TITLE

Pharmacological Revascularization of Acute Ischaemic Stroke

AUTHOR(S)
Smadja, Didier
PUB. DATE
April 2012
SOURCE
CNS Drugs;2012, Vol. 26 Issue 4, p309
SOURCE TYPE
Academic Journal
DOC. TYPE
Article
ABSTRACT
The only currently approved treatment for acute ischaemic stroke (AIS) is alteplase, a thrombolytic agent given intravenously (IV) within 4.5 hours of symptom onset, in an attempt to reopen occluded intracerebral arteries. However, no more than 5% of all AIS patients receive IV alteplase, mainly because of too long symptom-onset-to-hospital intervals. Moreover, this strategy is effective for less than half of the patients treated within the therapeutic window. Early recanalization is the most powerful prognostic factor, and novel drugs or therapeutic strategies are primarily aimed at improving alteplase efficacy to rapidly and safely reopen the occluded arteries. Because IV alteplase-resistant thrombi are those with the largest clot burden, responsible for the most devastating brain-tissue infarctions, development of novel approved AIS therapies is an urgent priority, At present, in the absence of controlled trials, no valid recommendations can be made. However, the most promising emerging strategy is a combination of standard or low-dose IV alteplase with an intra-arterial (IA) procedure, including additional endovascular thrombolytic and/or mechanical clot retrieval. Notably, results of open trials using the IA route had relatively disappointing clinical outcomes, despite remarkable arterial recanalization rates. Controlled trials are urgently needed to evaluate strategies including an IA route. In addition, logistic and cost constraints will likely limit their routine use, even in industrialized countries. Combining of another IV drug and IV alteplase is a far less studied option, although much easier to implement. Add-on IV drugs could be an antiplatelet glycoprotein (GP) IIb/IIIa receptor antagonist, a direct thrombin inhibitor or a second thrombolytic agent, e.g. tenecteplase. However, neuroimaging to measure the clot burden and infarction size will probably be necessary to predict IV alteplase failure and the subsequent use of these eventual additional therapies.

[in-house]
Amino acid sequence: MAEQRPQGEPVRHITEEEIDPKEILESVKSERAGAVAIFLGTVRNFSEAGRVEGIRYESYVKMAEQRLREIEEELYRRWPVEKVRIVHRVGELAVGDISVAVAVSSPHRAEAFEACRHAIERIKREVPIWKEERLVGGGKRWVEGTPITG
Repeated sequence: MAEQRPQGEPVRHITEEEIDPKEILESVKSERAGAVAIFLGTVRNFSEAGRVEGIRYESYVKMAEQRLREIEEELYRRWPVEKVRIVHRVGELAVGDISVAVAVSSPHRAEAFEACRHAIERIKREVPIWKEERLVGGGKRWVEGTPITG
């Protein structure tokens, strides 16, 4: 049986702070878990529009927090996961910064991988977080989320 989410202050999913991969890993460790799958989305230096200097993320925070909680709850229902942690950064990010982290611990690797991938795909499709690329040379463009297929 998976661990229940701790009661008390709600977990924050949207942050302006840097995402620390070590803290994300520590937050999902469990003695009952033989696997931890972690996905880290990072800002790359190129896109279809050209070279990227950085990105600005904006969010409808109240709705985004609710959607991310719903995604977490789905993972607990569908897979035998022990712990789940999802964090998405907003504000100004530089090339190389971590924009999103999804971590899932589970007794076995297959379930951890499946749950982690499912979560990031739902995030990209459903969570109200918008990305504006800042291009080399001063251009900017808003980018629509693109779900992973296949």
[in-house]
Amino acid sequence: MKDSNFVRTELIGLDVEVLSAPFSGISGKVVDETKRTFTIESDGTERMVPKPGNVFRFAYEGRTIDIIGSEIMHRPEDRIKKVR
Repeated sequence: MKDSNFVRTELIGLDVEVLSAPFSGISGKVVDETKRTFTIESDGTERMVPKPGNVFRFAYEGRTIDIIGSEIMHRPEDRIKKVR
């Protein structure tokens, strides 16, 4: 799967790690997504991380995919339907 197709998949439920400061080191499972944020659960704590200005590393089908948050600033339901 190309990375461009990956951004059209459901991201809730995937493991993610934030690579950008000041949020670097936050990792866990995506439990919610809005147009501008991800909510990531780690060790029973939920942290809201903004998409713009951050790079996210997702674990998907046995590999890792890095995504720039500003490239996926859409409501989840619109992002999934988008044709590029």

ACCESSION #
75372355

 

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